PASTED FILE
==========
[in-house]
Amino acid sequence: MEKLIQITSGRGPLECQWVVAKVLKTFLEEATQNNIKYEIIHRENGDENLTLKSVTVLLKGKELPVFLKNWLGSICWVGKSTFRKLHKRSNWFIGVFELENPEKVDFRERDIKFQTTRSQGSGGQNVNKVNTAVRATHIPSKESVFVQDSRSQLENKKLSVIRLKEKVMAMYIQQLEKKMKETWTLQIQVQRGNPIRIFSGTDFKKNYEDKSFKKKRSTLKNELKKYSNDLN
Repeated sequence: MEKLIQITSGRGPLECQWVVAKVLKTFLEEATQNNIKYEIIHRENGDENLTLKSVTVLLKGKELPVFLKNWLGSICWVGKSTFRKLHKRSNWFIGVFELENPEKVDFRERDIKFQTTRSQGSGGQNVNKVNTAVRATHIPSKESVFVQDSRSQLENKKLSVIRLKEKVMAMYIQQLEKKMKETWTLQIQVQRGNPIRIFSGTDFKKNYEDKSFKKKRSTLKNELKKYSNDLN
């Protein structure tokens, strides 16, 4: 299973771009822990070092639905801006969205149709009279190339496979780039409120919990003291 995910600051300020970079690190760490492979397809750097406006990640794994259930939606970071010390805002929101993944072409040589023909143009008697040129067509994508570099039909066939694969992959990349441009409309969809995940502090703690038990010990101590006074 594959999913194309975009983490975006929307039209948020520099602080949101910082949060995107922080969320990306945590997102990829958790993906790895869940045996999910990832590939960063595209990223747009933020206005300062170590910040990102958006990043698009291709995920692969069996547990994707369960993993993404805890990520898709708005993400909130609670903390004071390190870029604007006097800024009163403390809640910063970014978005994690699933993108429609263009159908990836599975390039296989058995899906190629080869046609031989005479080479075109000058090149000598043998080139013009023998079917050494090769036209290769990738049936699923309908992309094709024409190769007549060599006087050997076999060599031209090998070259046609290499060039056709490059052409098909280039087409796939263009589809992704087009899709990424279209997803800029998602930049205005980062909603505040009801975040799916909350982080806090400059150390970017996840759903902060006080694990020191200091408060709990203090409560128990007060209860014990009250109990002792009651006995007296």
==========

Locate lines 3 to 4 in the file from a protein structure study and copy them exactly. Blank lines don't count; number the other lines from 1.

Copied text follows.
Repeated sequence: MEKLIQITSGRGPLECQWVVAKVLKTFLEEATQNNIKYEIIHRENGDENLTLKSVTVLLKGKELPVFLKNWLGSICWVGKSTFRKLHKRSNWFIGVFELENPEKVDFRERDIKFQTTRSQGSGGQNVNKVNTAVRATHIPSKESVFVQDSRSQLENKKLSVIRLKEKVMAMYIQQLEKKMKETWTLQIQVQRGNPIRIFSGTDFKKNYEDKSFKKKRSTLKNELKKYSNDLN
């Protein structure tokens, strides 16, 4: 299973771009822990070092639905801006969205149709009279190339496979780039409120919990003291 995910600051300020970079690190760490492979397809750097406006990640794994259930939606970071010390805002929101993944072409040589023909143009008697040129067509994508570099039909066939694969992959990349441009409309969809995940502090703690038990010990101590006074 594959999913194309975009983490975006929307039209948020520099602080949101910082949060995107922080969320990306945590997102990829958790993906790895869940045996999910990832590939960063595209990223747009933020206005300062170590910040990102958006990043698009291709995920692969069996547990994707369960993993993404805890990520898709708005993400909130609670903390004071390190870029604007006097800024009163403390809640910063970014978005994690699933993108429609263009159908990836599975390039296989058995899906190629080869046609031989005479080479075109000058090149000598043998080139013009023998079917050494090769036209290769990738049936699923309908992309094709024409190769007549060599006087050997076999060599031209090998070259046609290499060039056709490059052409098909280039087409796939263009589809992704087009899709990424279209997803800029998602930049205005980062909603505040009801975040799916909350982080806090400059150390970017996840759903902060006080694990020191200091408060709990203090409560128990007060209860014990009250109990002792009651006995007296």